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New Campuswide Initiative to Support Teaching, Research in Policy and Governance of Autonomous Systems
A new interdisciplinary effort at Syracuse University will advance knowledge and teaching in the field of autonomous systems, exploring new frontiers in policy, law and governance of these fast-expanding technologies.
From self-driving cars to drone delivery systems, from robotic underwater vessels to smart-home technologies, autonomous systems are transforming our world—posing complex social, ethical and legal questions that demand interdisciplinary, multi-faceted research. According to industry experts, the technology of autonomous systems has advanced far beyond the existing policy and legal frameworks at almost every level of government. The University’s initiative is designed to help fill this gap, advancing broader understanding, actionable ideas and policy innovations in the area of autonomous systems and their societal implications.
“This is an exemplary initiative that captures the intent and spirit of the Academic Strategic Plan, harnessing Syracuse University’s expertise across colleges and disciplines. It leverages the University’s expertise in public policy, law and ethics and combines it with our substantial experience in the science and engineering behind innovative autonomous systems to fill a critical need in society,” says Vice Chancellor for Academic Affairs and Provost Michele Wheatly. Seed funding for the effort will come from dedicated, external philanthropic support, enhanced by an investment from the Office of Academic Affairs.
The initiative will engage faculty and students across campus to explore the interactions between autonomous systems, individuals and society. Areas of potential collaboration include the following:
- public policy and social science experts at the Maxwell School;
- legal scholars in the College of Law;
- ethical and philosophical expertise in the humanities from the College of Arts and Sciences;
- industry development and dynamics in the Whitman School and the School of Information Studies;
- media relevance in the Newhouse School;
- basic and applied research in the Colleges of Engineering and Computer Science and the College of Arts and Sciences;
- design applications in the College of Visual and Performing Arts and the School of Architecture;
- new educational imperatives and inclusion possibilities in the School of Education; and
- health and mobility implications of these new technologies in the Falk College.
Professor Jamie Winders, chair of the geography department in the Maxwell School, will lead the initiative. “Professor Winders is an accomplished researcher and teacher with an outstanding reputation on campus for facilitating broad engagement across disciplines,” says Maxwell School Dean David M. Van Slyke.
Vice President for Research John Liu notes that the initiative will be supported by key signature and cluster hires: “The initiative encourages collaboration between disciplines that can find new synergies, strengthening our research enterprise and providing relevant education and research opportunities for our students.”
This initiative will create significant opportunities for Syracuse faculty, students and communities to come together to envision and help shape the policy, legal and ethical frameworks guiding the proliferation of autonomous systems both domestically and internationally. Winders will engage faculty across the institution’s colleges, schools and other units to create a roadmap for this initiative and to identify additional research and teaching strengths in autonomous systems at the University. “This initiative will give our students incredible exposure to and expertise in a rapidly growing field and allow us as faculty to reach across disciplinary lines in this important field,” Winders says. It will culminate in a spring symposium composed of University faculty and outside experts on autonomous systems.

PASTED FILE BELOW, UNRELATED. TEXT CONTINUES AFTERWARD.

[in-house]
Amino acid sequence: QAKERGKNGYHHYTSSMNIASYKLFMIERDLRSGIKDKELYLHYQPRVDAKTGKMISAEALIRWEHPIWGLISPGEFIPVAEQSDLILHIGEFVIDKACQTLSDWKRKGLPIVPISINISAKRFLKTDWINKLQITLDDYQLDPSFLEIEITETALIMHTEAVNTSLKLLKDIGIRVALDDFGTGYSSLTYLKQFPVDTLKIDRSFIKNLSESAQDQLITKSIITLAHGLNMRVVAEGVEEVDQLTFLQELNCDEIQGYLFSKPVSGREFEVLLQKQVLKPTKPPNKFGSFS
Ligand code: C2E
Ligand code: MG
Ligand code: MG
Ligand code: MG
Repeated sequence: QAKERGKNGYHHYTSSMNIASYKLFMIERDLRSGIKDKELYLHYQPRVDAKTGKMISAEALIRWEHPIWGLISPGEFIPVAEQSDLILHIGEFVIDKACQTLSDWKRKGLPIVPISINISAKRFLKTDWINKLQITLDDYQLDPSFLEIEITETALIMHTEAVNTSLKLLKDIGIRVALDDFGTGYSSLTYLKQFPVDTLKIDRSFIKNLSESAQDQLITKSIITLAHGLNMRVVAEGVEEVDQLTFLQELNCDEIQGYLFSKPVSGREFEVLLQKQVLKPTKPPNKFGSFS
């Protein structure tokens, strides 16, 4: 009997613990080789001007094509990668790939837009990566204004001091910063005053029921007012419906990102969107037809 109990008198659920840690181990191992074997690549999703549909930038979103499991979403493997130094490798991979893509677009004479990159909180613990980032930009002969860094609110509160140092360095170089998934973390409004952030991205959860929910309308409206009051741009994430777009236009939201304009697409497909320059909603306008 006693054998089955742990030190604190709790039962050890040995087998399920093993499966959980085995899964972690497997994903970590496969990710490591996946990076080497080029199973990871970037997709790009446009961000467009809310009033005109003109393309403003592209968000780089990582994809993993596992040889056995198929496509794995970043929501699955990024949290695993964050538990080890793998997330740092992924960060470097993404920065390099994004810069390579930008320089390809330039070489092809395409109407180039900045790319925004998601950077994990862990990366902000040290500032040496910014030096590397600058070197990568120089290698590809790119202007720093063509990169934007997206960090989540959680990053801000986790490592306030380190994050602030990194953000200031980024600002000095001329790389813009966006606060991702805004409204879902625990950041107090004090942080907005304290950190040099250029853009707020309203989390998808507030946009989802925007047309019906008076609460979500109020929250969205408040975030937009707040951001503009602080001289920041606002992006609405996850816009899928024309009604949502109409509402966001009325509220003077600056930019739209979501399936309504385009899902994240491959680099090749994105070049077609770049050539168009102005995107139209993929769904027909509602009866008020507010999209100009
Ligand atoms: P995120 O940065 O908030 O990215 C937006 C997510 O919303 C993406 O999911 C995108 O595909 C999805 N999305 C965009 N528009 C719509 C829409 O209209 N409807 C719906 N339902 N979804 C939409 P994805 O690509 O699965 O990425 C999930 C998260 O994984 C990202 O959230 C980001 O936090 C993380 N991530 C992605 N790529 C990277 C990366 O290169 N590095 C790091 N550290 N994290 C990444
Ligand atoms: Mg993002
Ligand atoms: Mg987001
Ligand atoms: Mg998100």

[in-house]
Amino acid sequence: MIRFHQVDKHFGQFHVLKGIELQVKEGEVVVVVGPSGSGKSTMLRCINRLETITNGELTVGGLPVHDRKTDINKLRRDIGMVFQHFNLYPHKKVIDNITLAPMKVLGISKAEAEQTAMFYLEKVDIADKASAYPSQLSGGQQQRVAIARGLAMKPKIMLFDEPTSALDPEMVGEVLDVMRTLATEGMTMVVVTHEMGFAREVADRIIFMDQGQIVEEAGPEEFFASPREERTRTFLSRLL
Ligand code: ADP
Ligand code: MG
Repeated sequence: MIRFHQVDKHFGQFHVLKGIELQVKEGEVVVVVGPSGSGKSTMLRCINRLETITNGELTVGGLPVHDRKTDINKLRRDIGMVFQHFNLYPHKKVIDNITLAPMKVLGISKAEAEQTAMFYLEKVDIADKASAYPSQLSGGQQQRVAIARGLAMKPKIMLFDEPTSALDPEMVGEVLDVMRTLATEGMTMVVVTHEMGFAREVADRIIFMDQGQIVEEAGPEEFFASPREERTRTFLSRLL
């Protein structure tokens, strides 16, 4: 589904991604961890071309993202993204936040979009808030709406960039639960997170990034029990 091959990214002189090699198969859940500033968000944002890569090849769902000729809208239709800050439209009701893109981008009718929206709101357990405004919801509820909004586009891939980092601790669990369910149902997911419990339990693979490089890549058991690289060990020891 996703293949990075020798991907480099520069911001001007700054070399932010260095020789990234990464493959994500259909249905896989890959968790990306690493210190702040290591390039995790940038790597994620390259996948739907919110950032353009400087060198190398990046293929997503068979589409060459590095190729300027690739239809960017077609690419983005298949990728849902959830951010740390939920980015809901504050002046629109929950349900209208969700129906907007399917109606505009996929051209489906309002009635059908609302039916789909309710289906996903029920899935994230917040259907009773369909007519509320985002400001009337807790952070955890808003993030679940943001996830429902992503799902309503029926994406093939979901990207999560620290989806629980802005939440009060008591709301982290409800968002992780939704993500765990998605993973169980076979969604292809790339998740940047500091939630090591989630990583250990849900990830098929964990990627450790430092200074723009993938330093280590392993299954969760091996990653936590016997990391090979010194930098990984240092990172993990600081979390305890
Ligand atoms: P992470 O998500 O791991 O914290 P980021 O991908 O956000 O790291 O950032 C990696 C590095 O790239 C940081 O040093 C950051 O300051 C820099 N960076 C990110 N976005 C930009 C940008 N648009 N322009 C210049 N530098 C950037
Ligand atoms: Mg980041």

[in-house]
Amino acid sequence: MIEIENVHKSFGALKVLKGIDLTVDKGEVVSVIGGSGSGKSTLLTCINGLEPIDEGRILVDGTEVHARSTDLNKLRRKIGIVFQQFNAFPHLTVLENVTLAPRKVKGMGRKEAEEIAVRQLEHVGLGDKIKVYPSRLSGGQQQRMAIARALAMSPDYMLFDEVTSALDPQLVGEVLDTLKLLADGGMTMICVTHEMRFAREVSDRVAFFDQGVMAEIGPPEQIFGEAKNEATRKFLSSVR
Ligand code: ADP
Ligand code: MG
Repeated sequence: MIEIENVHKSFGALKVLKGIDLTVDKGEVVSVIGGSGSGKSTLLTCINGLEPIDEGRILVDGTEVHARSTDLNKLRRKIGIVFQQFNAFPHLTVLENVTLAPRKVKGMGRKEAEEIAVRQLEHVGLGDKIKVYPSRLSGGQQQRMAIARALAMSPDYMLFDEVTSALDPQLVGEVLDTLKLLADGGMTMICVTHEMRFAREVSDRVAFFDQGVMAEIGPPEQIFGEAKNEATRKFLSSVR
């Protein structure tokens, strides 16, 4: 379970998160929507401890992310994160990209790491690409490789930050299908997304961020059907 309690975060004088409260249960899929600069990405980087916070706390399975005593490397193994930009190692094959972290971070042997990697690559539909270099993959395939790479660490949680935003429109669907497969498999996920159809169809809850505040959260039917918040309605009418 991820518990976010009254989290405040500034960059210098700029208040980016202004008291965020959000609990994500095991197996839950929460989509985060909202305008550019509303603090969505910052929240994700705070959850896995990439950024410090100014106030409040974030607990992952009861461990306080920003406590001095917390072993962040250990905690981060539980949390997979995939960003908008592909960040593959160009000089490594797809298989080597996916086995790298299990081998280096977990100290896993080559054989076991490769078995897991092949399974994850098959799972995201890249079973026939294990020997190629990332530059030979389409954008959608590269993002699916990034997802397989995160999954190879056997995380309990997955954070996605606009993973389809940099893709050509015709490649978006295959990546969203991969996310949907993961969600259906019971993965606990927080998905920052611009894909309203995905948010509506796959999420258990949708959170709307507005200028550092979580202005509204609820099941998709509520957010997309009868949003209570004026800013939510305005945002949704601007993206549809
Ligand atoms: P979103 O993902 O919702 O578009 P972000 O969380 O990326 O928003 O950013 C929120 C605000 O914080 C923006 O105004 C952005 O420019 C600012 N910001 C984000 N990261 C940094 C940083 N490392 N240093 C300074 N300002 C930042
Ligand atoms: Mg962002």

Syracuse University is well-positioned academically and geographically to lead this emerging field of study and research. A 50-mile autonomous systems corridor exists between the city of Syracuse and Utica for FAA testing and development of unmanned aerial systems (UAS) management. Also, the Northeast UAS Airspace Integration Research Alliance—a coalition of more than 200 private and public entities and academic institutions working together to operate and oversee Unmanned Aircraft System testing—is headquartered in Syracuse.
About Syracuse University
Syracuse University is a private, international research university with distinctive academics, diversely unique offerings and an undeniable spirit. Located in the geographic heart of New York state, with a global footprint and nearly 150 years of history, Syracuse University offers a quintessential college experience, as well as innovative online learning environments. The scope of Syracuse University is a testament to its strengths. At Syracuse University, we offer a choice of more than 200 majors and 100 minors offered through 13 schools and colleges and 18 online degree programs. We have more than 15,000 undergraduates and 7,500 graduate students, more than a quarter of a million alumni in 160 countries and a student population from all 50 U.S. states and 123 countries. For more information, please visit syracuse.edu.